Should I use SquareSpace for my online store?
Building an online ecommerce store can be a minefield of information and frustration and at times you will just look for the quick solution. But the platform you choose for your online store is key in the functionality, usability, and scalability of your store and ultimately your entire brand in the future. You need to be totally sure that the product you are buying/using is right for you before fully committing to it.
Online recommendations of SquareSpace
I watch a lot of Youtube videos and so much of Youtube is just products being sold to you over and over. I have worked in web development for years and I will never discourage you from using one tool over another, but you just need to think about what it is you are actually trying to achieve with the website.
Just because somebody online says a product or service is great, it doesn’t mean its the right tool for you to use. Ultimately they are just being paid to tell you how great SquareSpace and these other services are, most of them probably don’t even use it. You can’t blame them, they are being paid and sponsored to continue doing what they love. It’s not a personal recommendation, SquareSpace will have approached them, not the other way around. Just don’t be sold something on the recommendation of someone on Youtube without doing your research first.
Here are some real customer reviews for the SquareSpace service https://uk.trustpilot.com/review/www.squarespace.com
SquareSpace pricing broken down
At the time of writing this, SquareSpace has 4 different pricing tiers broken into SquareSpace and SquareSpace commerce. You can actually sell products on all of the tiers excepts the lowest one called ‘personal’.
The next one up from ‘personal’ is the ‘business’ plan at £21 a month (£15 a month annually + free domain) but if you want to sell anything you will be paying 3% transaction fees to SquareSpace, plus the credit card transaction fee which is also around 2.5% – 3% and a flat fee or around 20p – 30p. So you are losing around 6% of every sale unless you move up to the SquareSpace commerce plan.
The ecommerce tier starts at £24 a month (£20 a month annually + free domain) for the ‘basic’ plan or £37 a month (£30 a month annually + free domain) for the ‘advanced’ package.
Now if you are looking to set up an ecommerce store you will likely have to pay for that top tier package because otherwise, you have extortionate transaction fees and/or cannot utilise basic online store functions like coupon codes and basket recovery. Both are essential for a successful online store.
So for that ‘advanced’ plan its £444 a year if you pay monthly + the cost of the domain or £360 a year if you pay annually and the domain is included in the price. This is quite a considerable amount of money to shell out if you are not yet making much money or just getting started.
Scaling up and migrating from SquareSpace
If you are setting up an online store, the long term goal is to scale it up to make more sales. The way they get people in is by giving free trials and then by the time you have picked a theme, added some content and products you are quite invested in the platform. Of course, you cannot just easily export everything and place it into a new platform later down the line. There are export options but you will either need to modify it yourself to work or to use a paid migration service.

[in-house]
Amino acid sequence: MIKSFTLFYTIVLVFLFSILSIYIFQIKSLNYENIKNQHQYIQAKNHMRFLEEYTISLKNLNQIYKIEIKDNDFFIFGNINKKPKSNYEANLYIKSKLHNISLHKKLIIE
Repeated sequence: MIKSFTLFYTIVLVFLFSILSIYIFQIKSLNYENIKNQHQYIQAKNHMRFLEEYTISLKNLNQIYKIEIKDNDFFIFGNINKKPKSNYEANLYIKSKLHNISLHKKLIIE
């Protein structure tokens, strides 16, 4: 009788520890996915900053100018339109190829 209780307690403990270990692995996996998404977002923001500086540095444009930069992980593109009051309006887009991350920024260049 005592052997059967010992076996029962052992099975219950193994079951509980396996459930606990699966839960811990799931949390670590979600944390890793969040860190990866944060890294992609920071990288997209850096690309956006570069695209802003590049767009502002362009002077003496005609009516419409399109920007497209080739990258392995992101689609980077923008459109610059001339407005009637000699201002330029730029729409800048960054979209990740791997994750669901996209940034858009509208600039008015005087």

If you are looking for a very large scale ecommerce platform for multi-currency, stock logistics, and large sales/traffic volumes then none of these are really well suited to what you want. But as a startup or solo entrepreneur, you need to start somewhere and these platforms offer you that opportunity to get started.
Alternatives to SquareSpace
If you really want to go the managed hosting approach I would thoroughly recommend looking at Shopify. Shopify has superb integrations with other software, customisable templating and great support online. Don’t be misled by the Trustpilot reviews for Shopify, some of them are valid, but many of them are actually reviewing scammers or dropshippers that ripped them off using the platform, you can read more about dropshipping here.
If you are looking for or open to a self-hosted option then you need to look at WooCommerce. WooCommerce is a free plugin for the WordPress (also free) content management system. There are paid plugins for it to add some more advanced functionality. But the flexibility of it makes it’s a great option.
In terms of SEO and general functionality, you will get a lot more flexibility outside of a self-hosted platform as you have fewer restrictions.
Going it alone and making a self-hosted site can be very challenging and if it is not maintained it can easily be targeted by hacking scripts. So there are benefits of both to consider. There are plenty of other options out there but these are just my personal favourites for the job.
There is always going to be an investment, its either an investment of time or investment of more money. Personally, I think it is a good thing to know how your online store works so you know how to improve it, but you may want it to just work and get on with managing other things.
If you do want to just get on with other areas of the business and not worry about the website aspect then it may be worth considering having someone do it for you. Then you can just offset that work to them and focus on the products and branding.
So should I use SquareSpace?
Let me clarify I am not bashing Squarespace or any other product, its all about the right tool for the job. SquareSpace, in my opinion, is not a good fit for starting an online store both for flexibility and cost unless you plan to keep it small long term or are happy paying the higher transaction fees. In either case, I would have a rethink about why you are doing that before going ahead and taking the plunge.
Want to discuss a project? Get in contact using the form below.